BA loses award of quality standard

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British Airways has suffered an embarrassing and potentially costly blow after the British Standards Institute withdrew the quality accreditation for its Heathrow cargo business, writes Michael Harrison.

The move followed a two-day audit by BSI inspectors which brought to light a series of weaknesses in management and control systems at the airport.

The inspectors are understood to have discovered that goods were being mislocated or incorrectly documented and that BA, headed by Robert Ayling, was failing to put corrective measures in place following customer complaints.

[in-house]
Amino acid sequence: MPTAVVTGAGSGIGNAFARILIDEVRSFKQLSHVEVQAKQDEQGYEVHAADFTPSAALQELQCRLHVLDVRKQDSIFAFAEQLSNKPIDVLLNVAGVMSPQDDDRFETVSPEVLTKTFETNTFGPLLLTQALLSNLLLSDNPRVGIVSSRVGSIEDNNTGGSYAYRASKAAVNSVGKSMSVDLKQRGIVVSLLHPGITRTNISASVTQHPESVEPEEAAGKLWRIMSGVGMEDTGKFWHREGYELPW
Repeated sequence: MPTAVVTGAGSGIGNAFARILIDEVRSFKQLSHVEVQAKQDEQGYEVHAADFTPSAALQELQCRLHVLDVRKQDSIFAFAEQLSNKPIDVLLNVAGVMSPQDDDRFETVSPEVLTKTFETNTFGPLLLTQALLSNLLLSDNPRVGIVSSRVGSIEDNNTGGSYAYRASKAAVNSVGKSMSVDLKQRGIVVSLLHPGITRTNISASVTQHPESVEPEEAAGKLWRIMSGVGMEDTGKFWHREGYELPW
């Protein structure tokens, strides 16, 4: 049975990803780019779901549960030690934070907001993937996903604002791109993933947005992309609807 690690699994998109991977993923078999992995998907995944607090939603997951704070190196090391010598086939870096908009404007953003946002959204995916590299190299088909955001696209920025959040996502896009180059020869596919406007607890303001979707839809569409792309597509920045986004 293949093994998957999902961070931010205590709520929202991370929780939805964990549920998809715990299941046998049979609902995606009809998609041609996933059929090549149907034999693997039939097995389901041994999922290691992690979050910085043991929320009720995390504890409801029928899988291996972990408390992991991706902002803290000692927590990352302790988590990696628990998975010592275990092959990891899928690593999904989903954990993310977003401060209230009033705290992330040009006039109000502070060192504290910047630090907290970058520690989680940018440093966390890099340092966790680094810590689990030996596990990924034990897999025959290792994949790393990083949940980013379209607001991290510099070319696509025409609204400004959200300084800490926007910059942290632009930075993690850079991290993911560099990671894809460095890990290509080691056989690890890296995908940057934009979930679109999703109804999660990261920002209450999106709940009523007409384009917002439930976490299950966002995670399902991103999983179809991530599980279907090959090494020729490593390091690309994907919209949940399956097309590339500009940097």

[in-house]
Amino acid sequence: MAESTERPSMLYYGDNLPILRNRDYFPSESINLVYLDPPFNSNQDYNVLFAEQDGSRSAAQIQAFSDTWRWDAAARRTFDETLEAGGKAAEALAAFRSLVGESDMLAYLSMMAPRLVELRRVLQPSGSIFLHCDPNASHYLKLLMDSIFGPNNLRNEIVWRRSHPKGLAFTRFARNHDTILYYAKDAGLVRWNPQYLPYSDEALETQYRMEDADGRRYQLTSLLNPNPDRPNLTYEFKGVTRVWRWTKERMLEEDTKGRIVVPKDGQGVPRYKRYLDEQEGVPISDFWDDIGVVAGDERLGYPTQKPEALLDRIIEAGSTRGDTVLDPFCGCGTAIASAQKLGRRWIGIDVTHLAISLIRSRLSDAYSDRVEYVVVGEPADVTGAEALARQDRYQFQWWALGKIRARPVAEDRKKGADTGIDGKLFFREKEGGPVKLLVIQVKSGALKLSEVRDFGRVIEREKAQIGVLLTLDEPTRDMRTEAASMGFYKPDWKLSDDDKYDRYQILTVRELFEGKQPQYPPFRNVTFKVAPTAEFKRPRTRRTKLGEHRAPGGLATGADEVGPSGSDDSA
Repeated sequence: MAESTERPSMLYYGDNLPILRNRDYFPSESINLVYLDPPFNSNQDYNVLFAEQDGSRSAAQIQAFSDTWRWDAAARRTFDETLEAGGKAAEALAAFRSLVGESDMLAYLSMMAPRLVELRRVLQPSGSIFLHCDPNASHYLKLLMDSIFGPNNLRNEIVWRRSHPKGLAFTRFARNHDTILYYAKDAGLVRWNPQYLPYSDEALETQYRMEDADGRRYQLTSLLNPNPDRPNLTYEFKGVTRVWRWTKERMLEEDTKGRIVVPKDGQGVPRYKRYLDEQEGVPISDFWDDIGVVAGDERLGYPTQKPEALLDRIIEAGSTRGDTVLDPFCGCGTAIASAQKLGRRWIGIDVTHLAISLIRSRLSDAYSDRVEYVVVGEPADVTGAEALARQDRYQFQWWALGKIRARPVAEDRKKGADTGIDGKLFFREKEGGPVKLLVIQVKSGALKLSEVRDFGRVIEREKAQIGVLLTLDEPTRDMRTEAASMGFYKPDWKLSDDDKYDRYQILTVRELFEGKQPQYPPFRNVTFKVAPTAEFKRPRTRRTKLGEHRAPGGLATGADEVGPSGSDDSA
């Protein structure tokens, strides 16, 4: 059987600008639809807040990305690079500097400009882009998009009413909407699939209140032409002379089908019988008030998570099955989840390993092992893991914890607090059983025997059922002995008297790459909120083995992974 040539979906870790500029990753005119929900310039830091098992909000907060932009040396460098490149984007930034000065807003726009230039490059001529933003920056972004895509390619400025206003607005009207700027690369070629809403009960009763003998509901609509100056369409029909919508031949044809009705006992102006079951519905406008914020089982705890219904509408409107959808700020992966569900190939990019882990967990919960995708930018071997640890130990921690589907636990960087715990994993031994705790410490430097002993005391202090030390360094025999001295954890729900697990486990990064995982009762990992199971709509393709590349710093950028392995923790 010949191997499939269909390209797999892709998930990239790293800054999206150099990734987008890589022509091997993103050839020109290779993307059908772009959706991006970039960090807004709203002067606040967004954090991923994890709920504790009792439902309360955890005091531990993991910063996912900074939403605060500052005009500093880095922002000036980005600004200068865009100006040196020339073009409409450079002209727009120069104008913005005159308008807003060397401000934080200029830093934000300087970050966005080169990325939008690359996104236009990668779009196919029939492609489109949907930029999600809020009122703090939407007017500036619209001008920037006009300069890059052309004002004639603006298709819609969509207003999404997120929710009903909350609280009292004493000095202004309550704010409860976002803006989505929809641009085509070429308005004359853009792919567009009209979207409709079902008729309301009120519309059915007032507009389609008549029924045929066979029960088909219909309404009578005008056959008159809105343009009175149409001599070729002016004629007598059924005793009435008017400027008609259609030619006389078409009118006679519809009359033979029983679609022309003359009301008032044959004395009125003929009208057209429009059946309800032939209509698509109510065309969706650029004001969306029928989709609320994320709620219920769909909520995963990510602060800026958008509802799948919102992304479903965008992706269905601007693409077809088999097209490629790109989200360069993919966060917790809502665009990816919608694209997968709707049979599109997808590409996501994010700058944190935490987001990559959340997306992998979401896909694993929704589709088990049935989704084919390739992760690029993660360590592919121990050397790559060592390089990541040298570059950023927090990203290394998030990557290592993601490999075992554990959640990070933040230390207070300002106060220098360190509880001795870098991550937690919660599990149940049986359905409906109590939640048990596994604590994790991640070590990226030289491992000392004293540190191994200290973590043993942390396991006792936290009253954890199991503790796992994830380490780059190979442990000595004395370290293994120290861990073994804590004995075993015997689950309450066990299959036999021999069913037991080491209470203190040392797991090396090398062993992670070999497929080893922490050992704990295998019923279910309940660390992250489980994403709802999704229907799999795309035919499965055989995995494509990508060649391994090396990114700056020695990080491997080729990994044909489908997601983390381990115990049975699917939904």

BA's total cargo business is worth pounds 518m a year and in 1995 it handled 666,000 tonnes of freight, making it by far the biggest haulier of freight by air in the UK.

A spokeswoman for the BSI confirmed that the accreditation - known as ISO 9002 - had been withdrawn from BA but would not comment specifically on the case.

However, she added: "There would have had to be some major non-conformities in BA's procedure for us to have taken this action. It is not good for business because it shows that the company is not adhering to high levels of quality."

A BA spokesman told the specialist trade magazine International Freighting Weekly that it intended to regain the ISO standard within six months.

"We are taking our business through a significant change programme and we are experiencing similar problems to other major organisations which have undertaken this level of process re-engineering," the spokesman added.

"This, coupled with the high volume of cargo we are handling through an outdated facility has obviously had an impact on our performance."